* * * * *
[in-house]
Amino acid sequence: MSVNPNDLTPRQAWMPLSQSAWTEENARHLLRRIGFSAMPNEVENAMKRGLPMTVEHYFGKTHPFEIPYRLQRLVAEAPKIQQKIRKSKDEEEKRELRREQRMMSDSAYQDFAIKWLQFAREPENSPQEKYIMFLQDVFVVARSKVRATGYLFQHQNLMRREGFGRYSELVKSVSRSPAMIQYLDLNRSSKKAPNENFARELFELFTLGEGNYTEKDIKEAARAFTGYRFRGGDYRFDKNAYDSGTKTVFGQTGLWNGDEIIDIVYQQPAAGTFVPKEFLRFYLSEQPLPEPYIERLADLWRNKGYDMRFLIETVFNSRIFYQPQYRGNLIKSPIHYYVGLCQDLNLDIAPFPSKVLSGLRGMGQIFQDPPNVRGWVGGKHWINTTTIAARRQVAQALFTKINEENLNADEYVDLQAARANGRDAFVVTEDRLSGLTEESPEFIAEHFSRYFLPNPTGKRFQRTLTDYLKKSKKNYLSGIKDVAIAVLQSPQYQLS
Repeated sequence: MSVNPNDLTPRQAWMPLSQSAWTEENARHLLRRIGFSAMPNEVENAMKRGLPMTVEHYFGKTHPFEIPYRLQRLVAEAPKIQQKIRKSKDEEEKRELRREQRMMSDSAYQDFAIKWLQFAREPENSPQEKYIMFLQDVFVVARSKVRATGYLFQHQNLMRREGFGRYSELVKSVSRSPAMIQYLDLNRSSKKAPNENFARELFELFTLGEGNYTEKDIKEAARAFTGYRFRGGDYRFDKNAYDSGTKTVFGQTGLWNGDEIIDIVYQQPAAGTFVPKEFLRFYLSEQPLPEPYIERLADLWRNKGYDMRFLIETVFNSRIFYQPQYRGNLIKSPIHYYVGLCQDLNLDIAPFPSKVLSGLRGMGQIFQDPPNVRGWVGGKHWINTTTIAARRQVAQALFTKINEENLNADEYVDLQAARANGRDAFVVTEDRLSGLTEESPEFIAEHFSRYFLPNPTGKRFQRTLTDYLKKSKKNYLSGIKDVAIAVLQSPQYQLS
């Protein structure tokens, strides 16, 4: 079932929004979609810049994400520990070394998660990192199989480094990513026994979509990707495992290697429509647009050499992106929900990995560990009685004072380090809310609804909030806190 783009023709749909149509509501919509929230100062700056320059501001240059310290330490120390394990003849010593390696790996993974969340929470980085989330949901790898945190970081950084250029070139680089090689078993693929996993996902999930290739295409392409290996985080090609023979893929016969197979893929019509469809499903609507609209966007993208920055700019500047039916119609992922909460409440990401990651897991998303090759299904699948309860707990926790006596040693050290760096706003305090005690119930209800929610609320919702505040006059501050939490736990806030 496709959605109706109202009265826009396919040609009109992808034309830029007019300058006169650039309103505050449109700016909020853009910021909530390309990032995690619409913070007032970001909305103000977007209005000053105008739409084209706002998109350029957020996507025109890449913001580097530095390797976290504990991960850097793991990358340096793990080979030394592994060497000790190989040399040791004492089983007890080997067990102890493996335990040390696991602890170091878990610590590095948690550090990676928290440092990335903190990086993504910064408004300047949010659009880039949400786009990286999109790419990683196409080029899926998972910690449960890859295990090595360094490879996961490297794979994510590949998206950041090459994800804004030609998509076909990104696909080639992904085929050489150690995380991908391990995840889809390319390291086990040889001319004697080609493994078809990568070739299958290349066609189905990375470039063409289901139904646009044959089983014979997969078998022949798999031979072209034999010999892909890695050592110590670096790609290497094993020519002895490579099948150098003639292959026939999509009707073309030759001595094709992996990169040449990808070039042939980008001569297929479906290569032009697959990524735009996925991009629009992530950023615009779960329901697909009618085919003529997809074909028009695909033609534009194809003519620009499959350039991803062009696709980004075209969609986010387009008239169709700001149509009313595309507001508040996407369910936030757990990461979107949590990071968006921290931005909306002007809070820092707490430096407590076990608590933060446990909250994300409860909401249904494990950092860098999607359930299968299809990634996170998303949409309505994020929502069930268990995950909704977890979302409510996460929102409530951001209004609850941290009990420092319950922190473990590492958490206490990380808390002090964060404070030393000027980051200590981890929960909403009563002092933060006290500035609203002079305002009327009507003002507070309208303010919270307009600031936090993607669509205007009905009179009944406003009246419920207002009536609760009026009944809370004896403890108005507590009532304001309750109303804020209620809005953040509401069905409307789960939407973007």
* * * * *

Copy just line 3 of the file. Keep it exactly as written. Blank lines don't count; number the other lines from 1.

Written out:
Repeated sequence: MSVNPNDLTPRQAWMPLSQSAWTEENARHLLRRIGFSAMPNEVENAMKRGLPMTVEHYFGKTHPFEIPYRLQRLVAEAPKIQQKIRKSKDEEEKRELRREQRMMSDSAYQDFAIKWLQFAREPENSPQEKYIMFLQDVFVVARSKVRATGYLFQHQNLMRREGFGRYSELVKSVSRSPAMIQYLDLNRSSKKAPNENFARELFELFTLGEGNYTEKDIKEAARAFTGYRFRGGDYRFDKNAYDSGTKTVFGQTGLWNGDEIIDIVYQQPAAGTFVPKEFLRFYLSEQPLPEPYIERLADLWRNKGYDMRFLIETVFNSRIFYQPQYRGNLIKSPIHYYVGLCQDLNLDIAPFPSKVLSGLRGMGQIFQDPPNVRGWVGGKHWINTTTIAARRQVAQALFTKINEENLNADEYVDLQAARANGRDAFVVTEDRLSGLTEESPEFIAEHFSRYFLPNPTGKRFQRTLTDYLKKSKKNYLSGIKDVAIAVLQSPQYQLS